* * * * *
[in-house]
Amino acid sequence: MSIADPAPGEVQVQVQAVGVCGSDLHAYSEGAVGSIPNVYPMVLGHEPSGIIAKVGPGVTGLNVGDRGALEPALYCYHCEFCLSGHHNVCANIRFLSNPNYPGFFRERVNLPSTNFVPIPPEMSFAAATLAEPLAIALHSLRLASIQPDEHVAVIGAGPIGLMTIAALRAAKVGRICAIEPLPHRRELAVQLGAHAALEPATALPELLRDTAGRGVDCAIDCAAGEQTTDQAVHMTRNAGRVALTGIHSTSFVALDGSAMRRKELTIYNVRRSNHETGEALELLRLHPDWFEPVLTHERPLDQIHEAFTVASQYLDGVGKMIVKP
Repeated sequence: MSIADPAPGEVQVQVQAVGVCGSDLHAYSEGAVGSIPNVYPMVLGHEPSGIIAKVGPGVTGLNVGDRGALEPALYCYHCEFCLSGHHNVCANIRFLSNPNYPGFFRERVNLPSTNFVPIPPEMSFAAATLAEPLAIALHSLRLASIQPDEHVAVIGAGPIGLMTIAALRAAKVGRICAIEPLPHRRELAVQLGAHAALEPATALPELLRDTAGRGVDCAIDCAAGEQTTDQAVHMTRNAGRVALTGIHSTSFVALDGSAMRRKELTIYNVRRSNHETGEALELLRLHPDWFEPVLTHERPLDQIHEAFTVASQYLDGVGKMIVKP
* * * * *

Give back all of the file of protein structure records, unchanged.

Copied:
[in-house]
Amino acid sequence: MSIADPAPGEVQVQVQAVGVCGSDLHAYSEGAVGSIPNVYPMVLGHEPSGIIAKVGPGVTGLNVGDRGALEPALYCYHCEFCLSGHHNVCANIRFLSNPNYPGFFRERVNLPSTNFVPIPPEMSFAAATLAEPLAIALHSLRLASIQPDEHVAVIGAGPIGLMTIAALRAAKVGRICAIEPLPHRRELAVQLGAHAALEPATALPELLRDTAGRGVDCAIDCAAGEQTTDQAVHMTRNAGRVALTGIHSTSFVALDGSAMRRKELTIYNVRRSNHETGEALELLRLHPDWFEPVLTHERPLDQIHEAFTVASQYLDGVGKMIVKP
Repeated sequence: MSIADPAPGEVQVQVQAVGVCGSDLHAYSEGAVGSIPNVYPMVLGHEPSGIIAKVGPGVTGLNVGDRGALEPALYCYHCEFCLSGHHNVCANIRFLSNPNYPGFFRERVNLPSTNFVPIPPEMSFAAATLAEPLAIALHSLRLASIQPDEHVAVIGAGPIGLMTIAALRAAKVGRICAIEPLPHRRELAVQLGAHAALEPATALPELLRDTAGRGVDCAIDCAAGEQTTDQAVHMTRNAGRVALTGIHSTSFVALDGSAMRRKELTIYNVRRSNHETGEALELLRLHPDWFEPVLTHERPLDQIHEAFTVASQYLDGVGKMIVKP